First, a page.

MEASURING ACCESS TO FOOD IN DEVELOPING COUNTRIES: THE CASE OF LATIN AMERICA

The participants at the food summit organized by the Food and Agriculture Organization (FAO) in 1996 pledged to reduce the number of hungry by half by 2015. Measuring and quantifying food insecurity is a crucial component of making progress towards that goal. This paper presents one possible approach towards measuring what share of the population might be affected by food insecurity and to what extent. A food security threshold can be calculated as the sum of the cost of a food basket and the cost of other basic necessities. This food security threshold can then be compared to available income. We calculated two food security threshold levels, one based on a representative healthy food basket and one based on a low-cost healthy food basket. The approach is illustrated for nine lower income Latin American countries. To examine the implications of skewed income distribution on food security, we allocated national income across five income groups within each country according to income distribution data from the World Bank and then compared these per capita income levels of the five quintiles to the food security thresholds. Honduras and Nicaragua were found to be the most food insecure countries with 40 percent of the population estimated to be unable to afford the healthy low-cost food basket.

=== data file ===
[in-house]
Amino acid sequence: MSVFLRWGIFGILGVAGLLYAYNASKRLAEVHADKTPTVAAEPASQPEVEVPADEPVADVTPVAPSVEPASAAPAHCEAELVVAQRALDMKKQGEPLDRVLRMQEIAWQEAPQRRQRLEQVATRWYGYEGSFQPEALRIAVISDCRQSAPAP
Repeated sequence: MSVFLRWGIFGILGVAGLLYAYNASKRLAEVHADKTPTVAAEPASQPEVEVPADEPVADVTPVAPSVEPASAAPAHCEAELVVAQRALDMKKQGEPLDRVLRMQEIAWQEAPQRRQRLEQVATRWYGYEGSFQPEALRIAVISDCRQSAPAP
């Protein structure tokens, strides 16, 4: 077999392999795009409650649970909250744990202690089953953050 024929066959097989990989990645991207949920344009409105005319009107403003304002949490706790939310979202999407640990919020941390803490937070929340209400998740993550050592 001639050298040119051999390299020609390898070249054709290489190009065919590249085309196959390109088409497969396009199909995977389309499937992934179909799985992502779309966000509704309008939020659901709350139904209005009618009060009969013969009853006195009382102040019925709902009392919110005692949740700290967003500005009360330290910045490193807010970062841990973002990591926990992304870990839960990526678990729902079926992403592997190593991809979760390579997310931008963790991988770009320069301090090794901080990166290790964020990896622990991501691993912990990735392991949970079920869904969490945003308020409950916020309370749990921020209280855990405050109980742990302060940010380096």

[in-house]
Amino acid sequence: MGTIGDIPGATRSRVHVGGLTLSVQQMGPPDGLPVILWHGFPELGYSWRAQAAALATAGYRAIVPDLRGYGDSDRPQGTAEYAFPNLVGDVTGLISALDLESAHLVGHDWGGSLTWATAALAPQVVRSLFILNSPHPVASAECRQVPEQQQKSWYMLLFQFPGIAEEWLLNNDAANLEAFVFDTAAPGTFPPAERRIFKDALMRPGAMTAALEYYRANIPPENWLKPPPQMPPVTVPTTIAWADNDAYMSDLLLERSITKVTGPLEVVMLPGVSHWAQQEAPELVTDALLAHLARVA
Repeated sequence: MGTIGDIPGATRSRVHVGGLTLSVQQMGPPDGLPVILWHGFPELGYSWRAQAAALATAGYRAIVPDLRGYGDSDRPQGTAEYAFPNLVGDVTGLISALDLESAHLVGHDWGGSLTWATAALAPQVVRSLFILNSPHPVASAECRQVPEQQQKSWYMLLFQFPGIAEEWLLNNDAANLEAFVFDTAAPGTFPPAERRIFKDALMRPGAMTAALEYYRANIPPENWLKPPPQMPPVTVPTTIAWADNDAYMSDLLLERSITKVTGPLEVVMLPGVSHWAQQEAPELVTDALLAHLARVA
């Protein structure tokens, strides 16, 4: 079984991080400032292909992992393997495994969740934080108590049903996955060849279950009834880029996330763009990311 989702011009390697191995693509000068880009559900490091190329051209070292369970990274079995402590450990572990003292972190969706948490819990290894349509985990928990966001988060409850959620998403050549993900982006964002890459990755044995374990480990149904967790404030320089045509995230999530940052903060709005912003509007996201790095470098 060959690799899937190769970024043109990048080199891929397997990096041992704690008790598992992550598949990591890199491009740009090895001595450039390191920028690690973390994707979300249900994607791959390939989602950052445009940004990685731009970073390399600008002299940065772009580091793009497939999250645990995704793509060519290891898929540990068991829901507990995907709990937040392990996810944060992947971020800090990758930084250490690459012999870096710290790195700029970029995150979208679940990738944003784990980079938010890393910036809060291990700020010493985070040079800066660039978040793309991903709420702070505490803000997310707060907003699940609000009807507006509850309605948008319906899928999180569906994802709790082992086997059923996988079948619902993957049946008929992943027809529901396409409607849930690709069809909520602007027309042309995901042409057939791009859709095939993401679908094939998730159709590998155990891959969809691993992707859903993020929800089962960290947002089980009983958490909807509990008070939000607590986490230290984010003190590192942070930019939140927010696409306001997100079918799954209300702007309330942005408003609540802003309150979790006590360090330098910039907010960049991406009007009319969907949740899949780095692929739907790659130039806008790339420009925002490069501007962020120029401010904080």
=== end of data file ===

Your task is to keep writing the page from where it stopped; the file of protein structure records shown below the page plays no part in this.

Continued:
Issue Date:
2002
Publication Type:
Conference Paper/ Presentation
PURL Identifier:
http://purl.umn.edu/19716
Total Pages:
18
Series Statement:
Selected Paper




 Record created 2017-04-01, last modified 2017-08-24

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